On Thu, Feb 20, 2020 at 02:19:13PM -0800, Stephan Hoyer wrote:
Strong +1 for an array.zeros() constructor, and/or a lower level
array.empty() which doesn't pre-fill values.
So it'd be a shorthand for something like this?
array('i', [0, 0, 0, 0, 0, 0, 0, 0, 0, 0, 0, 0, 0, 0, 0, 0])
It'd be convenient to specify the size as a number of array elements rather than bytes. But I'm not a heavy user of array.array() so I won't say either way as to whether this is needed.
The main problem with array.array("i", bytes(64)) is that memory gets allocated twice, first to create the bytes() object and then to make the array(). This makes it unsuitable for high performance applications.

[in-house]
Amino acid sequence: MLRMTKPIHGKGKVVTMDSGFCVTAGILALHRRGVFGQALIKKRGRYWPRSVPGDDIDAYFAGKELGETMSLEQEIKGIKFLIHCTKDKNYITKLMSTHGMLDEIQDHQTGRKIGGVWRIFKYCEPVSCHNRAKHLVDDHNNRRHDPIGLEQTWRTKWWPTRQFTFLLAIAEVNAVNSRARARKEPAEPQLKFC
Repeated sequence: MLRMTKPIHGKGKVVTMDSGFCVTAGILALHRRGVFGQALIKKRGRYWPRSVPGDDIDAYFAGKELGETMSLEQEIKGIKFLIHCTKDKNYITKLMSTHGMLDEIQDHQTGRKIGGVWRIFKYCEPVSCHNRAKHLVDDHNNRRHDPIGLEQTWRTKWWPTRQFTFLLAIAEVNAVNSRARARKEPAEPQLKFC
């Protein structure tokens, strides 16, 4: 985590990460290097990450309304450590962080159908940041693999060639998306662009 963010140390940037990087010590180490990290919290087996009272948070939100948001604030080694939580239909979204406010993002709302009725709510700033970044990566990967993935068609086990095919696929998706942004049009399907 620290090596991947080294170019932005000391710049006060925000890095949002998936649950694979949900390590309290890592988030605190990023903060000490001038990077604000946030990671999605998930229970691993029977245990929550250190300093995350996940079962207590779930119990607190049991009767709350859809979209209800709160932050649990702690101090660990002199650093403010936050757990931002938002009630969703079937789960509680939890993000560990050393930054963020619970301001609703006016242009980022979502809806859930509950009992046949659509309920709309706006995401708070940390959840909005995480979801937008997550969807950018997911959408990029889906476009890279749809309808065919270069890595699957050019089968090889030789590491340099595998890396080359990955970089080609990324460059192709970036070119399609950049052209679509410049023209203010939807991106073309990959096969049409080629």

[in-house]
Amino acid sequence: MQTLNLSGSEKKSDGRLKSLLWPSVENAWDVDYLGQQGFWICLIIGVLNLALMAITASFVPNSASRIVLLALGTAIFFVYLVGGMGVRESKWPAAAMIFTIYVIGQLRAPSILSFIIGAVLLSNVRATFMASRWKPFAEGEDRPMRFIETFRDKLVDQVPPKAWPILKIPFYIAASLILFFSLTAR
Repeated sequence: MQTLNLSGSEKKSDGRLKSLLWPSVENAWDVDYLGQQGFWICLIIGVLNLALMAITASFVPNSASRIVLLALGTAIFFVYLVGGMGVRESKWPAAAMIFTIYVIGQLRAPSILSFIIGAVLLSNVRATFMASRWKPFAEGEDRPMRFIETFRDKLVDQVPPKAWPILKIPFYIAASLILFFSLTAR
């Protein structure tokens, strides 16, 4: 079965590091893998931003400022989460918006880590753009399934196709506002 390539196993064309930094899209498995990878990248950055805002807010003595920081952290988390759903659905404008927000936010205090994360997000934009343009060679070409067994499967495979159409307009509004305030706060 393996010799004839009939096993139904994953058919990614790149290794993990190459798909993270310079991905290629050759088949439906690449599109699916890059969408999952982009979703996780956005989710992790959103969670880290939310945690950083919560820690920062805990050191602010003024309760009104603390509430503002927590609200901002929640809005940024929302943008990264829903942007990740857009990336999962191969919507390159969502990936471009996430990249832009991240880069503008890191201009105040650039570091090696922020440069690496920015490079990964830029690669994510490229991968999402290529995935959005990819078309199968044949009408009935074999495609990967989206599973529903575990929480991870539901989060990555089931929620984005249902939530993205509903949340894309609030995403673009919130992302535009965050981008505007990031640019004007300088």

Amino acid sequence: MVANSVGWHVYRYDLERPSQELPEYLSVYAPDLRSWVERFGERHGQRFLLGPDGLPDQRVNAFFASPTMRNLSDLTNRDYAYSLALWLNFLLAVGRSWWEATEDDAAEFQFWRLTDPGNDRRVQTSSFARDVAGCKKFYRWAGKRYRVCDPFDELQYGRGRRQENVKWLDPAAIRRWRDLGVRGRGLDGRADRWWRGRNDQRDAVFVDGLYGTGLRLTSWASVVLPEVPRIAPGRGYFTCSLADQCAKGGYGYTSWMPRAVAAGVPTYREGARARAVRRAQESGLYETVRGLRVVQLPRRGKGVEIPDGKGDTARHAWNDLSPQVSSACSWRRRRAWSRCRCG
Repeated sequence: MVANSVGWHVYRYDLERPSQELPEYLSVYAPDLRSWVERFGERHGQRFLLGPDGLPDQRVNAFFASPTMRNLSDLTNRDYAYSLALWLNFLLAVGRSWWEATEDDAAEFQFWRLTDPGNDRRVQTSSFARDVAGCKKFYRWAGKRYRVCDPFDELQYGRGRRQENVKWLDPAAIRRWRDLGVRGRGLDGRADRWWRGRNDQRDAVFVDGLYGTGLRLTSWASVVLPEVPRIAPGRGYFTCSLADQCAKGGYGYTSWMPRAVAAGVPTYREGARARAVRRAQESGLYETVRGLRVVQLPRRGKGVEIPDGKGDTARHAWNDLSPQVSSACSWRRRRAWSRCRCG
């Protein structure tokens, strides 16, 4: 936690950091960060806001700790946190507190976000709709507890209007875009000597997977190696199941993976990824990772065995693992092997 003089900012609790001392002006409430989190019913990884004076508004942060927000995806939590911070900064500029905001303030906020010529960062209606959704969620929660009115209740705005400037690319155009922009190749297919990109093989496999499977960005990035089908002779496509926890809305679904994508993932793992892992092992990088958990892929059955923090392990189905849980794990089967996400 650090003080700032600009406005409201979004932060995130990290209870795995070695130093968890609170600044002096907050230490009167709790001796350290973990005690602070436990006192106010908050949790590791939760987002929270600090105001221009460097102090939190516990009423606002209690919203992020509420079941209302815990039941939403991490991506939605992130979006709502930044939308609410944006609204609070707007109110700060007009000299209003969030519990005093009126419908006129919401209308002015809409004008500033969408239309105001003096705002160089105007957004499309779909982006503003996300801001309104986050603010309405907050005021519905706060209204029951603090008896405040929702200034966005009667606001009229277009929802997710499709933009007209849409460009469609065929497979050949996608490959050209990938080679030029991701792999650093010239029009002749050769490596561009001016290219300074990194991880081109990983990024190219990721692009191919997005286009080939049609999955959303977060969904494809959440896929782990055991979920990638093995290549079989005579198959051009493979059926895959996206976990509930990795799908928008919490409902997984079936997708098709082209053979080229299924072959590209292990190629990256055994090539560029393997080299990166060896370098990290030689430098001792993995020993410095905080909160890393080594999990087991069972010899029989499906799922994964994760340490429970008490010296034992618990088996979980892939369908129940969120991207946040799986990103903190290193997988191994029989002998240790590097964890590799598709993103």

Got some actual measurements to demonstrate that initialising the array is a bottleneck? Especially for something as small as 64, it seems unlikely. If it were 64MB, that might be another story.
What's wrong with `array.array("i", )*64` or equivalent?
On my machine, at least, constructing a bytes object first followed by an array is significantly faster than the alternative:
[steve@ando cpython]$ ./python -m timeit -s "from array import array" "array('i', bytes(500000))" 100 loops, best of 5: 1.71 msec per loop
[steve@ando cpython]$ ./python -m timeit -s "from array import array" "array('i', )*500000" 50 loops, best of 5: 7.48 msec per loop
That surprises me and I cannot explain it.